This book has some overlap in aircraft types with the team's 1998 book, Cockpit: An Illustrated History of World War II Aircraft Interiors, as some aircraft, such as the Mustang, Me 109 and Spitfire appear in both books, but there is all new text, along with new cockpit photos, too, for each entry.
Some people may not see the value of a book like this, as it is pictures of museum aircraft, which can been seen by anyone visiting the museum, but the book does offer two distinct advantages. First this collection was assembled from a large number of museums, including Ottawa's own Canada Aviation and Space Museum in Rockcliffe, the Swedish Air Force Museum, The New England Air Museum, the National Museum of the US Air Force, the RAF Museum and of course the Smithsonian. A few were shot on air base ramps, like the Grumman EA-6B Prowler, photographed on the ramp of the Marine Corps Air Station in Yuma, Arizona. A person would have to do a lot of travelling to see in person the aircraft that Patterson has photographed.
The second factor that this book gives the reader something you can't generally get from a museum visit, the view from the pilot's seat. While a couple of cockpit shots were done from outside the aircraft, like the Arado Ar 234 Blitz, the rest are shot from the pilot's perspective, something not many museums afford the casual visitor. Creating a book like this obviously grants special access to the aircraft that the public just doesn't routinely get. That is worthwhile, alone.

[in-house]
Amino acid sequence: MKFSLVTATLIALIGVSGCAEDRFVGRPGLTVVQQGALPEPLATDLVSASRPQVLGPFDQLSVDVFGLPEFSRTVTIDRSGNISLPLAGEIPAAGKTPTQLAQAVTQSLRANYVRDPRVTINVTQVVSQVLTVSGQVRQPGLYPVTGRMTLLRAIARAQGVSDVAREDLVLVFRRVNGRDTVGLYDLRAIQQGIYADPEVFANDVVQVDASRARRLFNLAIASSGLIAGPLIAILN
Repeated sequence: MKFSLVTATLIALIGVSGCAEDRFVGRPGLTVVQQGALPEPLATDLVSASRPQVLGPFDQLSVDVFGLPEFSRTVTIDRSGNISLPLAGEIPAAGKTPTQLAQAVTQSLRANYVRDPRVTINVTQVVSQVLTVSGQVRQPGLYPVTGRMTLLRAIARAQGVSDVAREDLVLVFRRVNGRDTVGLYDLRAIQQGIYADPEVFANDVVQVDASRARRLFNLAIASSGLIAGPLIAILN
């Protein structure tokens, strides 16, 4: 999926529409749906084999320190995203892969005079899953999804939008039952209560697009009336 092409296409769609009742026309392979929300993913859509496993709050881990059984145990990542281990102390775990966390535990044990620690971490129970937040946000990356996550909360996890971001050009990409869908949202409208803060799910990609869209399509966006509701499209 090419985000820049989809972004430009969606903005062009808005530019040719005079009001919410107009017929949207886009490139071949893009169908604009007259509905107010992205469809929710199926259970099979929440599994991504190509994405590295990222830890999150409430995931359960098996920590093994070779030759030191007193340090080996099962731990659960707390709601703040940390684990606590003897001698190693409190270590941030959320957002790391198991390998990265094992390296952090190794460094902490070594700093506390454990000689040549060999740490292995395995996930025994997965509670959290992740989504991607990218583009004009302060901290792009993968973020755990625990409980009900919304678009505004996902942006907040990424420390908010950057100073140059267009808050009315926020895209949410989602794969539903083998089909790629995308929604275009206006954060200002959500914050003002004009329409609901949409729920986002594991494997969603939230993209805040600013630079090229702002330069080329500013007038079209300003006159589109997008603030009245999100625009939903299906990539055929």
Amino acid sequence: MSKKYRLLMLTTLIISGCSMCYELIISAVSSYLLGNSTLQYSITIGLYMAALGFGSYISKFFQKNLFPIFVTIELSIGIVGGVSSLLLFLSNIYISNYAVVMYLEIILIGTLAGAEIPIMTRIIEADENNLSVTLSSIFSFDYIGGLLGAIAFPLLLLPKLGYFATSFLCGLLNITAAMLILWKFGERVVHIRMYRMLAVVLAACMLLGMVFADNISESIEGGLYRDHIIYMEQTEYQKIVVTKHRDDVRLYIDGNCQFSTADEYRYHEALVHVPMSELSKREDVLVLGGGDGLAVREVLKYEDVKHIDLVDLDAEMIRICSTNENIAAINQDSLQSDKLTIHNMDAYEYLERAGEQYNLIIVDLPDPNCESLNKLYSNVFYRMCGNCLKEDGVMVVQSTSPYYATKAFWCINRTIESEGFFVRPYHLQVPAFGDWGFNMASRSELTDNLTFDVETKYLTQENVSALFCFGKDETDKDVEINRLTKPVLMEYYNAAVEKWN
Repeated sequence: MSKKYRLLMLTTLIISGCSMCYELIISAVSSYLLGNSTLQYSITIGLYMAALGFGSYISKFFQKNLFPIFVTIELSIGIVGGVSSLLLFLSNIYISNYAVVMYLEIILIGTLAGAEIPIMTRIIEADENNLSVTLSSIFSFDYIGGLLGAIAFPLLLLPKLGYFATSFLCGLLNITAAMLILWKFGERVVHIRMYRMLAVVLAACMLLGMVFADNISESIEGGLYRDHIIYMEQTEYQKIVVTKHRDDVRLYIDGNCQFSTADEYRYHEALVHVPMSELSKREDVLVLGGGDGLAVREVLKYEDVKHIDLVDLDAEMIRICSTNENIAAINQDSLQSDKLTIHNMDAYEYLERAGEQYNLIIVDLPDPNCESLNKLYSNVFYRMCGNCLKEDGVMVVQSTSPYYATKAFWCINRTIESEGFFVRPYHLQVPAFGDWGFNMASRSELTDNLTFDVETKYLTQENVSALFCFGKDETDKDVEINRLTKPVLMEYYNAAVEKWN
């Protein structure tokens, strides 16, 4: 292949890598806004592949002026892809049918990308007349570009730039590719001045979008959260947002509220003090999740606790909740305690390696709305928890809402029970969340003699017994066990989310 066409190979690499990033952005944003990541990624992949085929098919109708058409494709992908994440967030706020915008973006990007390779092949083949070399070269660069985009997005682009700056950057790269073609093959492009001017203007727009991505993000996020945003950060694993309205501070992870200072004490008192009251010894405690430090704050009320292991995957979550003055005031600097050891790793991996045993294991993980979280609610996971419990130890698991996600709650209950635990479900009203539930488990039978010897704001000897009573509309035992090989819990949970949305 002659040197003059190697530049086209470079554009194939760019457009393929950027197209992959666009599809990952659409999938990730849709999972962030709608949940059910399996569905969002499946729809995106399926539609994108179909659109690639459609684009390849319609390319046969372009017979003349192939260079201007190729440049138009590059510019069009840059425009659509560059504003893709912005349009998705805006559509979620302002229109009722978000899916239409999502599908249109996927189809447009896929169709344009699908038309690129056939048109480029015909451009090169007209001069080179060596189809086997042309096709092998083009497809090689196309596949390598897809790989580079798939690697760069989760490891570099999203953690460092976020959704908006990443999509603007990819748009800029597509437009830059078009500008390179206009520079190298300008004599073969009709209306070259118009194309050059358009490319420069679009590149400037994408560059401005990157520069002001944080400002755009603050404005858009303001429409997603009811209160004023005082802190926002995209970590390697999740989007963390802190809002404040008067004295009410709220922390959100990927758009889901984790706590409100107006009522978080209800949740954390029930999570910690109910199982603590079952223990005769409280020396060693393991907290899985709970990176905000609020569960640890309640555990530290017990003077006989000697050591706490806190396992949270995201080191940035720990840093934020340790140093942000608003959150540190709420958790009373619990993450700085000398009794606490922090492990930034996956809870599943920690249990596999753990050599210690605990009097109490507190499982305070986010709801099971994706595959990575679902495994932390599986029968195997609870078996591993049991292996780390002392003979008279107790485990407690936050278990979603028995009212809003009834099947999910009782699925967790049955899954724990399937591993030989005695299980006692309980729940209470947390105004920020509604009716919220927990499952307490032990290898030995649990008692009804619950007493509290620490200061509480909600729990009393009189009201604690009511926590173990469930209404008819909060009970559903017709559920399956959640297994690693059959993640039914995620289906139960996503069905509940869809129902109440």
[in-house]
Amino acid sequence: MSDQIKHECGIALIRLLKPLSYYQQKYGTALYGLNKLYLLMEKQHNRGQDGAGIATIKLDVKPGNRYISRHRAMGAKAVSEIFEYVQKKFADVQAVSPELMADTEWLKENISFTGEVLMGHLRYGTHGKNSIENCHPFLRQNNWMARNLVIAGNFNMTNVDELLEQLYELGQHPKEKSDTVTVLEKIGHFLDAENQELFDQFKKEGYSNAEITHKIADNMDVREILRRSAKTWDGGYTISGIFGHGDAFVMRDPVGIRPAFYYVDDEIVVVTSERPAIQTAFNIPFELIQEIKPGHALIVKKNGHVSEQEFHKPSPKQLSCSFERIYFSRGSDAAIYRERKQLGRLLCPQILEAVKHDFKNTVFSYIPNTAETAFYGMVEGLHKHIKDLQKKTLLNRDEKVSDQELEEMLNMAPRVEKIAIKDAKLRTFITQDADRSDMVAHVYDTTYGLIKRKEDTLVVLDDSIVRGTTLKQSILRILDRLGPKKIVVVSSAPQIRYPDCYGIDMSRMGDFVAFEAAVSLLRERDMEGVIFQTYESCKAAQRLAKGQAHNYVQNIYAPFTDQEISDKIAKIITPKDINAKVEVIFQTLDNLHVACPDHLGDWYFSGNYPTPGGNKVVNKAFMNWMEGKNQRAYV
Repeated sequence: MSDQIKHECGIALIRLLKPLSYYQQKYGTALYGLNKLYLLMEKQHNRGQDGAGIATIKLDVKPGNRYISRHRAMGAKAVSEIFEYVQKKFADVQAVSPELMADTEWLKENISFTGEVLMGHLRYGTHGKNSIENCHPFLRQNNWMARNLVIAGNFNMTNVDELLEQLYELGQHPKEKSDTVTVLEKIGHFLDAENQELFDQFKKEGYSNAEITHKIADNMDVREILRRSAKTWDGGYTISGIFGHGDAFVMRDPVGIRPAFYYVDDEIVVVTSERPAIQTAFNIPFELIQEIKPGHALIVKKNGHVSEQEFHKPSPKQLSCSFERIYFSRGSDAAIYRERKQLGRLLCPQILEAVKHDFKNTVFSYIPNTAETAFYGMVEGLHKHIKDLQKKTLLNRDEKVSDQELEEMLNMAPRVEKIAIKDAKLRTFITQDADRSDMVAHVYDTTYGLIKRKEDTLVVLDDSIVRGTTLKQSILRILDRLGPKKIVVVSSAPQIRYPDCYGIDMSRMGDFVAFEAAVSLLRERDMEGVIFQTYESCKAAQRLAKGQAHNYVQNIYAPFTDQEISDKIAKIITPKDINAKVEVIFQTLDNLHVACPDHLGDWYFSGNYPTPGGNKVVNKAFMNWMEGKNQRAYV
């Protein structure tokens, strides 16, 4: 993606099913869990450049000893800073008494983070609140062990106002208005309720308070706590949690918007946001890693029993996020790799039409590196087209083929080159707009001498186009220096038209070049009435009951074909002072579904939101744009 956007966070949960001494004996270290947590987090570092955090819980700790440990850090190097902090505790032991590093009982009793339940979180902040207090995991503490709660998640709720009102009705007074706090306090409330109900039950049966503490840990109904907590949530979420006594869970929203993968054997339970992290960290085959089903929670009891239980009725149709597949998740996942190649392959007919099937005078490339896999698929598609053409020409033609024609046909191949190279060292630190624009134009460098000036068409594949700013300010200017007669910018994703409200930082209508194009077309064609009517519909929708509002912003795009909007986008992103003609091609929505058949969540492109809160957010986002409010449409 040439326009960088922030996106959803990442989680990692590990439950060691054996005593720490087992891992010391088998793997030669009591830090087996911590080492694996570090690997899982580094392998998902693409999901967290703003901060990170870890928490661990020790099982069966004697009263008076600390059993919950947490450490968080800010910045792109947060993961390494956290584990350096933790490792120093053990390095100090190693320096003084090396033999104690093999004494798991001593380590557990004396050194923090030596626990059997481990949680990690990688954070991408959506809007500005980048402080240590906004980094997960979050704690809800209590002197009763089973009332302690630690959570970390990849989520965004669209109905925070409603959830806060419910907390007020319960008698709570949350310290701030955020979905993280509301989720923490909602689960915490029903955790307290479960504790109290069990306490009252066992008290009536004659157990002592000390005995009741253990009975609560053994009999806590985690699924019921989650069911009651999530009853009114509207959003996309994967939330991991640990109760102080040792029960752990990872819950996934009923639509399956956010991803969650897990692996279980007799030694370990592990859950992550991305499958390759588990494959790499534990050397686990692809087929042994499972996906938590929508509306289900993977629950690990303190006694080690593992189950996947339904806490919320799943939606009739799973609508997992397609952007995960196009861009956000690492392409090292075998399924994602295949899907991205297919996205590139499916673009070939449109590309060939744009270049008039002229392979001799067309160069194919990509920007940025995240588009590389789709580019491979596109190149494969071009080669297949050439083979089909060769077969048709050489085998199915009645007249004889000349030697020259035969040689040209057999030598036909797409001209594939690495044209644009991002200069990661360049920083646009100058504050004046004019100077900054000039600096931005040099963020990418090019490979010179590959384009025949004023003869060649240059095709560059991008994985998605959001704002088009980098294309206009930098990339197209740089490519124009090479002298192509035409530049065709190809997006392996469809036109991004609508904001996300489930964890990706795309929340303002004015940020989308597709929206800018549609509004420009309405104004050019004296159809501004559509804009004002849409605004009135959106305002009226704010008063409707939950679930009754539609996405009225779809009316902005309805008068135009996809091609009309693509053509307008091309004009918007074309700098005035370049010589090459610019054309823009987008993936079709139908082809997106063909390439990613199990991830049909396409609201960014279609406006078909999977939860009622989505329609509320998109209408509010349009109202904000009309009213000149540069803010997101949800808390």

Fighting Cockpits is a book that will appeal to aviation history buffs of all ages. Engineers and aircraft designers may also find it of interest, to trace the history of cockpit ergonomics and see how many earlier aircraft were designed in such a way that pilots had to learn to fly them, despite the designer's work.
I am hoping that the team of Nijboer and Patterson will one day turn their talents to general aviation aircraft past and present and bring us a view of the cockpits of light aircraft, gliders, motor gliders, gyroplanes, airships, helicopters, air tankers, crop dusters, flying boats, amphibians, hang gliders, homebuilts, ultralights and the other small aircraft found around the world.